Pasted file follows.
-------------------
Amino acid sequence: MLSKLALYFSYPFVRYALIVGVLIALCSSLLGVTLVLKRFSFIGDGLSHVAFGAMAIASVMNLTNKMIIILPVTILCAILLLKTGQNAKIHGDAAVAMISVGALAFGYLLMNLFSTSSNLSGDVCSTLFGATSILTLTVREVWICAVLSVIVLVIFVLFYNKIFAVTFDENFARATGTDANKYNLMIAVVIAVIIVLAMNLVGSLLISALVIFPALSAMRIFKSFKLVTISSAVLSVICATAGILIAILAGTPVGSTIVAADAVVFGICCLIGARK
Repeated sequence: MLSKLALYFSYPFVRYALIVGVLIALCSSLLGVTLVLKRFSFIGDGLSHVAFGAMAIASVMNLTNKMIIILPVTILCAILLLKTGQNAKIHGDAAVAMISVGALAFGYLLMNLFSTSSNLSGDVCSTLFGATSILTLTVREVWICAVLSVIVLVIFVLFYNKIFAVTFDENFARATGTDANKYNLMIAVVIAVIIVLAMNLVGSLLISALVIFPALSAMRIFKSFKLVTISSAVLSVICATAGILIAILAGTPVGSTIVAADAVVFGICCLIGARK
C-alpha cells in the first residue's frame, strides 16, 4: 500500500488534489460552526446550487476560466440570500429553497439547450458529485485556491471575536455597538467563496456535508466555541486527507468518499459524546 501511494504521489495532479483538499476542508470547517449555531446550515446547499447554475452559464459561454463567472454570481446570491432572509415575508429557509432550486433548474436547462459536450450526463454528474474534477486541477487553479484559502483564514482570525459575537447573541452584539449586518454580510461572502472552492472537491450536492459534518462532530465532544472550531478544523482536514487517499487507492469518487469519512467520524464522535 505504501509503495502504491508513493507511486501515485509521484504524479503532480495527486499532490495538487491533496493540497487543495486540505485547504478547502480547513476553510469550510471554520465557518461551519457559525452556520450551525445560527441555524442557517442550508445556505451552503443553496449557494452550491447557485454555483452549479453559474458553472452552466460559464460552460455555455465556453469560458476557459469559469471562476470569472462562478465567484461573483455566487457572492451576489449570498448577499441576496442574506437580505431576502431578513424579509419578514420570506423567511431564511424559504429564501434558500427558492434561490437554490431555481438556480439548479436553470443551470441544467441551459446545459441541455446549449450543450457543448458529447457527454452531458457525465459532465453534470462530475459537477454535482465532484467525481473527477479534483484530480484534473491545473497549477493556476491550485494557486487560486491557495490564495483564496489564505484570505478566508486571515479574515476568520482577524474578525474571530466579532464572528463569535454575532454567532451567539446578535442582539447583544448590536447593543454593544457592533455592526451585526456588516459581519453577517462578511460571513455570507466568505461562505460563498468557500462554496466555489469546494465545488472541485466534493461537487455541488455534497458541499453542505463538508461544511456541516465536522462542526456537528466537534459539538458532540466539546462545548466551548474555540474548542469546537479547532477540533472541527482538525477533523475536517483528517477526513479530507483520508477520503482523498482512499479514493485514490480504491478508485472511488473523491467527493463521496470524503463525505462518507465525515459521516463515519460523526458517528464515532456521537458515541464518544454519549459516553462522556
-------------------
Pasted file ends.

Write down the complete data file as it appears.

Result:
Amino acid sequence: MLSKLALYFSYPFVRYALIVGVLIALCSSLLGVTLVLKRFSFIGDGLSHVAFGAMAIASVMNLTNKMIIILPVTILCAILLLKTGQNAKIHGDAAVAMISVGALAFGYLLMNLFSTSSNLSGDVCSTLFGATSILTLTVREVWICAVLSVIVLVIFVLFYNKIFAVTFDENFARATGTDANKYNLMIAVVIAVIIVLAMNLVGSLLISALVIFPALSAMRIFKSFKLVTISSAVLSVICATAGILIAILAGTPVGSTIVAADAVVFGICCLIGARK
Repeated sequence: MLSKLALYFSYPFVRYALIVGVLIALCSSLLGVTLVLKRFSFIGDGLSHVAFGAMAIASVMNLTNKMIIILPVTILCAILLLKTGQNAKIHGDAAVAMISVGALAFGYLLMNLFSTSSNLSGDVCSTLFGATSILTLTVREVWICAVLSVIVLVIFVLFYNKIFAVTFDENFARATGTDANKYNLMIAVVIAVIIVLAMNLVGSLLISALVIFPALSAMRIFKSFKLVTISSAVLSVICATAGILIAILAGTPVGSTIVAADAVVFGICCLIGARK
C-alpha cells in the first residue's frame, strides 16, 4: 500500500488534489460552526446550487476560466440570500429553497439547450458529485485556491471575536455597538467563496456535508466555541486527507468518499459524546 501511494504521489495532479483538499476542508470547517449555531446550515446547499447554475452559464459561454463567472454570481446570491432572509415575508429557509432550486433548474436547462459536450450526463454528474474534477486541477487553479484559502483564514482570525459575537447573541452584539449586518454580510461572502472552492472537491450536492459534518462532530465532544472550531478544523482536514487517499487507492469518487469519512467520524464522535 505504501509503495502504491508513493507511486501515485509521484504524479503532480495527486499532490495538487491533496493540497487543495486540505485547504478547502480547513476553510469550510471554520465557518461551519457559525452556520450551525445560527441555524442557517442550508445556505451552503443553496449557494452550491447557485454555483452549479453559474458553472452552466460559464460552460455555455465556453469560458476557459469559469471562476470569472462562478465567484461573483455566487457572492451576489449570498448577499441576496442574506437580505431576502431578513424579509419578514420570506423567511431564511424559504429564501434558500427558492434561490437554490431555481438556480439548479436553470443551470441544467441551459446545459441541455446549449450543450457543448458529447457527454452531458457525465459532465453534470462530475459537477454535482465532484467525481473527477479534483484530480484534473491545473497549477493556476491550485494557486487560486491557495490564495483564496489564505484570505478566508486571515479574515476568520482577524474578525474571530466579532464572528463569535454575532454567532451567539446578535442582539447583544448590536447593543454593544457592533455592526451585526456588516459581519453577517462578511460571513455570507466568505461562505460563498468557500462554496466555489469546494465545488472541485466534493461537487455541488455534497458541499453542505463538508461544511456541516465536522462542526456537528466537534459539538458532540466539546462545548466551548474555540474548542469546537479547532477540533472541527482538525477533523475536517483528517477526513479530507483520508477520503482523498482512499479514493485514490480504491478508485472511488473523491467527493463521496470524503463525505462518507465525515459521516463515519460523526458517528464515532456521537458515541464518544454519549459516553462522556